I AM parent to a pair of twins who attend one of the YWCA childcare centres.
At end April, we were notified of a fee increase of up to $94.30 per child with effect from July 1 - this meant at least $180 plus per month for us with twins.
The increase was steep at 38 per cent over the existing fees. Together with two other parents, we raised our concerns with the management.
We pointed out the lack of justification for the increase and proposed a few options like postponing or staggering the increase over the months till the next academic year or an even more reasonable increase like 10 per cent with further adjustments the next academic year.
We pointed out that we were "trapped" as the announcement had come four months after the academic year had started. Any changes now would be disruptive and sudden as our children were preparing for Primary 1 next year.
Moreover, we had just made payment for graduation at the end of the year. We did not receive any advance notice on the increase at all - at least not from the Bishan branch.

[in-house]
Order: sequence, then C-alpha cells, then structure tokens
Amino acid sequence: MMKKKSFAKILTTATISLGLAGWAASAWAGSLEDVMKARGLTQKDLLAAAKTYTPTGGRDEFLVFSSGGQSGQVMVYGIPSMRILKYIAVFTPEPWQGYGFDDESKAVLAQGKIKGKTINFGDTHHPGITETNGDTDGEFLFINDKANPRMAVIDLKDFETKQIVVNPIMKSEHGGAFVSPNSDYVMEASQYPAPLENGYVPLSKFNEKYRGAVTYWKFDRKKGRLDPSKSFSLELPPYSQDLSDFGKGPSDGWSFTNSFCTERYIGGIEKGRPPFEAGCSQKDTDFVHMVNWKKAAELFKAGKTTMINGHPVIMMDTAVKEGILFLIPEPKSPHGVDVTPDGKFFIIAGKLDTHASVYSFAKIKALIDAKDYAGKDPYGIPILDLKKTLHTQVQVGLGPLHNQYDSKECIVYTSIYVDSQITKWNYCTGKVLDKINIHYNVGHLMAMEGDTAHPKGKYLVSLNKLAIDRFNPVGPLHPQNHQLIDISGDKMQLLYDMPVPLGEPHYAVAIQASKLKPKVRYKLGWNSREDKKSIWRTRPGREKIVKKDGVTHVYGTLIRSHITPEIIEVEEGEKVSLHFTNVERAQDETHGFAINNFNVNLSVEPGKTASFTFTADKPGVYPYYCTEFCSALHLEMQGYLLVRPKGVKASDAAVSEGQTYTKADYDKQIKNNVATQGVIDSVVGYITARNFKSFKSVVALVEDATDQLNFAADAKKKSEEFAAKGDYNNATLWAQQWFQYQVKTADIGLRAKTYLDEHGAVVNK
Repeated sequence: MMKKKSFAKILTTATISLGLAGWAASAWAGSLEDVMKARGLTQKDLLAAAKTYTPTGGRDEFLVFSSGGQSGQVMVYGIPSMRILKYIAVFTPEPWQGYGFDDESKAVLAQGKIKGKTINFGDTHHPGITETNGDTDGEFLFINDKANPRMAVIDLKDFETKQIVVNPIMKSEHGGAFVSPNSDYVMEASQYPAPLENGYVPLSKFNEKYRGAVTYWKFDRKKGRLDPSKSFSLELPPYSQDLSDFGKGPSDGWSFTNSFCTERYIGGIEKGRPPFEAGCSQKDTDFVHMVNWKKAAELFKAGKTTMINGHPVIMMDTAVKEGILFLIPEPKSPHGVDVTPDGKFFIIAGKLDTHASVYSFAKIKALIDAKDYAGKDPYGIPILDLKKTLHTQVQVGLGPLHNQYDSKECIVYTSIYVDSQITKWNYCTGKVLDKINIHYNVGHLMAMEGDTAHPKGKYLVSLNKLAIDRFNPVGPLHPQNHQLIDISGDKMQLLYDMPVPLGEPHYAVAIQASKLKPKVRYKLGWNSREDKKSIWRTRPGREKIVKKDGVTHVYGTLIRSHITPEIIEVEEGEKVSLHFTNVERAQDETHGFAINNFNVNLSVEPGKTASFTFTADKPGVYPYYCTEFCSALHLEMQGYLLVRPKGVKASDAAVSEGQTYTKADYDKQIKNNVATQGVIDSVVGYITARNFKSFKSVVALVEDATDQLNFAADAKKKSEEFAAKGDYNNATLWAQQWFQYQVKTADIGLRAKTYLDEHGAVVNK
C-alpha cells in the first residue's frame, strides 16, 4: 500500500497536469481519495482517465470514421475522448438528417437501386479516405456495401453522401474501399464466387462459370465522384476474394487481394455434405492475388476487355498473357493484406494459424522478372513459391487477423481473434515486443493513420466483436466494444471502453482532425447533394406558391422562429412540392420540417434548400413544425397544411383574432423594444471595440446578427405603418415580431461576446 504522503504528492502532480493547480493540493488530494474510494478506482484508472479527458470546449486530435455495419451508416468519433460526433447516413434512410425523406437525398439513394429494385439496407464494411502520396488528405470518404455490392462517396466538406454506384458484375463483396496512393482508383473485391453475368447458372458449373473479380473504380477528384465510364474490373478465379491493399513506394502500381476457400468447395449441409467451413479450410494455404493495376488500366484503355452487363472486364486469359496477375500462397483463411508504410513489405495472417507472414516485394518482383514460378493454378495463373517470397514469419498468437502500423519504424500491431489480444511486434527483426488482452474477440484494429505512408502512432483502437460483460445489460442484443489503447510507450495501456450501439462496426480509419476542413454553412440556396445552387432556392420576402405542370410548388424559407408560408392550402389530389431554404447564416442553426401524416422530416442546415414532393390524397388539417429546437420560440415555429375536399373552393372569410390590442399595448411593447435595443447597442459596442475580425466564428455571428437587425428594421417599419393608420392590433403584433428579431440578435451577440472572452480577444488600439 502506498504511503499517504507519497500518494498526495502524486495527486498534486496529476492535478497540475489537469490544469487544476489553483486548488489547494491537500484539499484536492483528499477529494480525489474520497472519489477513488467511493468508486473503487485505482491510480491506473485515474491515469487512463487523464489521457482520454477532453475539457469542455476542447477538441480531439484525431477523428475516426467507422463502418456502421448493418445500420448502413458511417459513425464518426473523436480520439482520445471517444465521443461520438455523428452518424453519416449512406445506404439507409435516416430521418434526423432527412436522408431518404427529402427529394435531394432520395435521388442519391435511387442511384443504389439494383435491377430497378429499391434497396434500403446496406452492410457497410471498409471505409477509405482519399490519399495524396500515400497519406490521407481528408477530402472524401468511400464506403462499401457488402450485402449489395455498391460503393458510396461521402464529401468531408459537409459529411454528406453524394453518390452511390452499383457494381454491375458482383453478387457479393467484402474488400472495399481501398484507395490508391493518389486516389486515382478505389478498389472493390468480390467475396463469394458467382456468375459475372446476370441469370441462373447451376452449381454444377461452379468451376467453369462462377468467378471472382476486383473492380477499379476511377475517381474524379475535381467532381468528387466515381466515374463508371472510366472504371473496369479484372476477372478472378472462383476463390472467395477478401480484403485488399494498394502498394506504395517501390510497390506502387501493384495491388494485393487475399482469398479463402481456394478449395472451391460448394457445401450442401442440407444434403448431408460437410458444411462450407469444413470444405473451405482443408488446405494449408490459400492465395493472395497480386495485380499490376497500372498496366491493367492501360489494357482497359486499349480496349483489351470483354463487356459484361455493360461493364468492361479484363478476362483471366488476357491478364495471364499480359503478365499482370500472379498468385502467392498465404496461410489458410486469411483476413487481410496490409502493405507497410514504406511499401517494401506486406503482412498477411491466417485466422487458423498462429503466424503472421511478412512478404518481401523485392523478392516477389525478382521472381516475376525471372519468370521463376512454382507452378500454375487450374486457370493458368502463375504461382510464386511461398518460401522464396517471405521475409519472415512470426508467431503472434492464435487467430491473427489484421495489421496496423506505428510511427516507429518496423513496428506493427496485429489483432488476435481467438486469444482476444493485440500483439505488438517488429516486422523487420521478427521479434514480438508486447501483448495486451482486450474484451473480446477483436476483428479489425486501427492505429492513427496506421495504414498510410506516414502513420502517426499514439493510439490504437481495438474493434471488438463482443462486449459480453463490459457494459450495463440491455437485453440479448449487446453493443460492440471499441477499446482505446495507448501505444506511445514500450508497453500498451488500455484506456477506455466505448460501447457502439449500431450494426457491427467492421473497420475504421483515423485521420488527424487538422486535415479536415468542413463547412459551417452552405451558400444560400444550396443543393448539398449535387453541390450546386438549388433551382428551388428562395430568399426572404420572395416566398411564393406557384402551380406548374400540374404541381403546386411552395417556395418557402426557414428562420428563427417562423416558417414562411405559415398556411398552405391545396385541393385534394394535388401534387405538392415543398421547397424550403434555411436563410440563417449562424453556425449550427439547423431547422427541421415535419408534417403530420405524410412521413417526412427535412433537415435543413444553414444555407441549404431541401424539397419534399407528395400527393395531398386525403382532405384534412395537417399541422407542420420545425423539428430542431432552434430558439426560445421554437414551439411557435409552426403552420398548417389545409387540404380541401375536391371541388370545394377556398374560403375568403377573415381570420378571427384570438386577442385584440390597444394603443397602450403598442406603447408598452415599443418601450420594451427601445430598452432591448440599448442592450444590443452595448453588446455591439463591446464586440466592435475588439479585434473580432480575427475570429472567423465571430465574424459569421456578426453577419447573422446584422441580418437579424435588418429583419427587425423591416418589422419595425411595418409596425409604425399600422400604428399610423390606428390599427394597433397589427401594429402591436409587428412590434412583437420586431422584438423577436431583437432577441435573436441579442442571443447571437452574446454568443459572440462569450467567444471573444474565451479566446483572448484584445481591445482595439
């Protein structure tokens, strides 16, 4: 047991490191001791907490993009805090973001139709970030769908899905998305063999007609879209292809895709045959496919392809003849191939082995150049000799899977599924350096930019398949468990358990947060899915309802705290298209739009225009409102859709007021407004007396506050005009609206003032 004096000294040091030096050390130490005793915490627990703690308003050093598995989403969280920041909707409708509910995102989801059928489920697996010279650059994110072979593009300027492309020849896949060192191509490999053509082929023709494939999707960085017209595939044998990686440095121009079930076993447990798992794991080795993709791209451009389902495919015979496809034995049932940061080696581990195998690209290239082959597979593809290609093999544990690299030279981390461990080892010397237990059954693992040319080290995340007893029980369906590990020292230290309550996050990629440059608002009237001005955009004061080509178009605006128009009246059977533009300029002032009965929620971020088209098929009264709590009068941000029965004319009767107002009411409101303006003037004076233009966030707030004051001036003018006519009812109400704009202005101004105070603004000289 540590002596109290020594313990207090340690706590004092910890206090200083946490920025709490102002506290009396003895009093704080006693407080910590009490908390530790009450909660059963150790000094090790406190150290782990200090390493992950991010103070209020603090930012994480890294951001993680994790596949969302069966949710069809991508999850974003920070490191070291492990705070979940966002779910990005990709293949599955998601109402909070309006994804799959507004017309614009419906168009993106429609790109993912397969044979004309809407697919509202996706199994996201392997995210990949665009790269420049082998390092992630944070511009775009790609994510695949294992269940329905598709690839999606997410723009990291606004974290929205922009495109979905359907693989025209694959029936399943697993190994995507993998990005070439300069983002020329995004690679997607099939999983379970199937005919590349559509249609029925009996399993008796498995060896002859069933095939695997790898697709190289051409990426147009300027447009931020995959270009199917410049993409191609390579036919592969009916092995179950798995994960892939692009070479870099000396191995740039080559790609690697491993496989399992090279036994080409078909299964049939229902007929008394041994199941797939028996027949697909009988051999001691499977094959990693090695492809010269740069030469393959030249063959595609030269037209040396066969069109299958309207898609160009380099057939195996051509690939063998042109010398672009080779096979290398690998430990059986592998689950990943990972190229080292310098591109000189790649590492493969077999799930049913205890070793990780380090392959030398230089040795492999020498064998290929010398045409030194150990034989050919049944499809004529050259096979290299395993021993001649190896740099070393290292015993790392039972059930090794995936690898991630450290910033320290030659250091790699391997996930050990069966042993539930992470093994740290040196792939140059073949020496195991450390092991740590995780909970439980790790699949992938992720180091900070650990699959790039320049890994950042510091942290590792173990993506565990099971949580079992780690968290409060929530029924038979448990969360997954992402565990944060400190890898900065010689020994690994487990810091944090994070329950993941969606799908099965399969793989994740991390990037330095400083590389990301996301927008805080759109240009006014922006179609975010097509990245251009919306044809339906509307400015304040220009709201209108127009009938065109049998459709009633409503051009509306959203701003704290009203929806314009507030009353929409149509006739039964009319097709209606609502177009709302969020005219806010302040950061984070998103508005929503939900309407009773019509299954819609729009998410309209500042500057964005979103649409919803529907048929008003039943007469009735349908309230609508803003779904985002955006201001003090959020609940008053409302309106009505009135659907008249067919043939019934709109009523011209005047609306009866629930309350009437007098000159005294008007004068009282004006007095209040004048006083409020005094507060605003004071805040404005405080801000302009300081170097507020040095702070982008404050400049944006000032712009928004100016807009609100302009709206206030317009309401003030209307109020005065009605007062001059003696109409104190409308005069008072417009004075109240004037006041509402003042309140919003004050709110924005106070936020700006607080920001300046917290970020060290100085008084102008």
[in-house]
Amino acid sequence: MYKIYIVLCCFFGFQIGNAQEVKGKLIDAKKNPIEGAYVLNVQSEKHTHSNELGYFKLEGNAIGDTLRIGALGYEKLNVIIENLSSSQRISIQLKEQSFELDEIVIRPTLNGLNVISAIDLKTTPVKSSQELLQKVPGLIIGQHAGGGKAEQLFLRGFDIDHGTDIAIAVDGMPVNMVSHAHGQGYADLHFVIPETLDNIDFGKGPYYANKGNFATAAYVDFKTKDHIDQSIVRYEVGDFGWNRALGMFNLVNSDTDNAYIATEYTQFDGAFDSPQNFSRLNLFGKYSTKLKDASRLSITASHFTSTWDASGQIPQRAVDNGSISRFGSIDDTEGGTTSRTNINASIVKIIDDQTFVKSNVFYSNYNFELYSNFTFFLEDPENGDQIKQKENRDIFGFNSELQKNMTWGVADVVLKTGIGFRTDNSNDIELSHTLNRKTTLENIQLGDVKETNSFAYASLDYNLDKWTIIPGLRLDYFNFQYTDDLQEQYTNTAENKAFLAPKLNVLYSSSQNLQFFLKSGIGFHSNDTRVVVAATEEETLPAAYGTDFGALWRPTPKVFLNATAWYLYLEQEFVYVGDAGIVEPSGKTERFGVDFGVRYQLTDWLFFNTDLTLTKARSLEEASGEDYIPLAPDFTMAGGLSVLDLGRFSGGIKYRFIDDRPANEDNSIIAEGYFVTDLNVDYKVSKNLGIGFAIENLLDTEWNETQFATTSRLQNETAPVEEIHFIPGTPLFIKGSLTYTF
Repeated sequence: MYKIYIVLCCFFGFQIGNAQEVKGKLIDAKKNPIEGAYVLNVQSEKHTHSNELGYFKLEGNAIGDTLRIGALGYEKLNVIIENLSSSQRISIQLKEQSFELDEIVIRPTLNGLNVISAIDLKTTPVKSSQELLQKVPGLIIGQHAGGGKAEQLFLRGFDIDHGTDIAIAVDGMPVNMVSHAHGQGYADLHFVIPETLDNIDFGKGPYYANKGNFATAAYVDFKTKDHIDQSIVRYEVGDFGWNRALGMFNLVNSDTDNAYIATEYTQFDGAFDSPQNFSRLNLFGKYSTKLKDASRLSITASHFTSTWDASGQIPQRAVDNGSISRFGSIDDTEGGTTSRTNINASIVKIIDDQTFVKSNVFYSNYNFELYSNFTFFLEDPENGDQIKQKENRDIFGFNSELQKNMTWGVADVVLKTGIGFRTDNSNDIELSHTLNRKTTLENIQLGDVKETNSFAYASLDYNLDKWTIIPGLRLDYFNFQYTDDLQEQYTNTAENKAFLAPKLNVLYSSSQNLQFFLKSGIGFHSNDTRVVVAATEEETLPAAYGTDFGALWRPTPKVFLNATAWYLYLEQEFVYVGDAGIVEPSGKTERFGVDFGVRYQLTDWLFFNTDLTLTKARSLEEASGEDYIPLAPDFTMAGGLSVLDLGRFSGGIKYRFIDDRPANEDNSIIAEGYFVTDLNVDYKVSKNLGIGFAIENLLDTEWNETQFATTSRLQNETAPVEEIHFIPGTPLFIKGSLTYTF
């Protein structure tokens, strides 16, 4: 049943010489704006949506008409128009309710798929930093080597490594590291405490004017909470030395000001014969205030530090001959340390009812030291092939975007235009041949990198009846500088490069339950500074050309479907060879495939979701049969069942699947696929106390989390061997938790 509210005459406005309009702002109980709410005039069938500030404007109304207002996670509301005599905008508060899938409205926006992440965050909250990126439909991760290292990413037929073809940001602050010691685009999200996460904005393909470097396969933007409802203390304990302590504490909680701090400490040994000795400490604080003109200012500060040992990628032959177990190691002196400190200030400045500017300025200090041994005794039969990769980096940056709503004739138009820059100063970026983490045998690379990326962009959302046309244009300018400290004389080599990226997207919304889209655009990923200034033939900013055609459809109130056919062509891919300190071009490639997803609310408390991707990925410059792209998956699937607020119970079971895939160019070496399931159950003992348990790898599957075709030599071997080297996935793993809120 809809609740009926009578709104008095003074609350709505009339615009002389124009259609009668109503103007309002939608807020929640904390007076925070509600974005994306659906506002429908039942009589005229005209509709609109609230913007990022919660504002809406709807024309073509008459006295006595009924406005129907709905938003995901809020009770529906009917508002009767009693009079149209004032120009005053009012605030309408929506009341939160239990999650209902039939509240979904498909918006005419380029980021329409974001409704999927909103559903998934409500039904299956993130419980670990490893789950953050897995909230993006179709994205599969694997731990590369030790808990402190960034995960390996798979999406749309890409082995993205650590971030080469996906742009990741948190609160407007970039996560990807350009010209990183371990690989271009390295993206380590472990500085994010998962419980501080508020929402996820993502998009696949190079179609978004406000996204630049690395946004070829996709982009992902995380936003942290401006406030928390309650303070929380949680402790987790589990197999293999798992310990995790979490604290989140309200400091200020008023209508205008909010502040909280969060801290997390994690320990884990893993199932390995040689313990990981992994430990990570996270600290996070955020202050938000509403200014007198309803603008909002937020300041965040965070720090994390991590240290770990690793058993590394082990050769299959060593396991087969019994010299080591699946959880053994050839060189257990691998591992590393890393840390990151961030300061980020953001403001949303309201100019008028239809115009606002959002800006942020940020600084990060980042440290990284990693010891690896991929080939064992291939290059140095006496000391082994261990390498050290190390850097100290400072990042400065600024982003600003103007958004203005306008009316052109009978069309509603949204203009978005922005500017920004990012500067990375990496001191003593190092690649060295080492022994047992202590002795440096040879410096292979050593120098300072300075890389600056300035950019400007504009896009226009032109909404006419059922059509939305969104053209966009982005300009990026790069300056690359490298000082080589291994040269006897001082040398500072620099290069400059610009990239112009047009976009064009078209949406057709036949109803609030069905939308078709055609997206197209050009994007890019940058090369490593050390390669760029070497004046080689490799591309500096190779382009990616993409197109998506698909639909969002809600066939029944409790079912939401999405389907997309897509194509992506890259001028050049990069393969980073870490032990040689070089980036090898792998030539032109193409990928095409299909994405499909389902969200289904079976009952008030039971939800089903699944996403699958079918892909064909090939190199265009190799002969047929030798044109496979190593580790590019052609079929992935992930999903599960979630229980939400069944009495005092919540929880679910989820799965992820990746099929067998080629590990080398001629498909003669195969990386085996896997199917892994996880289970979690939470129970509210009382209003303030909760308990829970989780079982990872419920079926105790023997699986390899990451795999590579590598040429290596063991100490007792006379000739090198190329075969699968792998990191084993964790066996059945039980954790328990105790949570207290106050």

The centre management confirmed that their decision was final and would not go back on the decision to raise fees.
I then raised the issue with the Ministry of Community Development, Youth and Sports (MCYS).
But the ministry's stance was disappointing - somewhat vague. It indicated that it did not have any say over the running of each childcare centre and that it provided only guidelines and that ultimately, the decision would lie with the respective centres.
I am concerned over the role of MCYS as a regulatory body. Apart from providing guidelines, it is also the one to grant licences to childcare operators.
Guidelines as to the timing of fee increases and the maximum amount of increase should be stipulated and regulated as well. Why should its role be limited? And can the Education Ministry come into the picture at this stage?
Where else can distressed parents like us seek recourse?
Cheryl Lye-Chee (Mrs)
This article was first published in The Straits Times.
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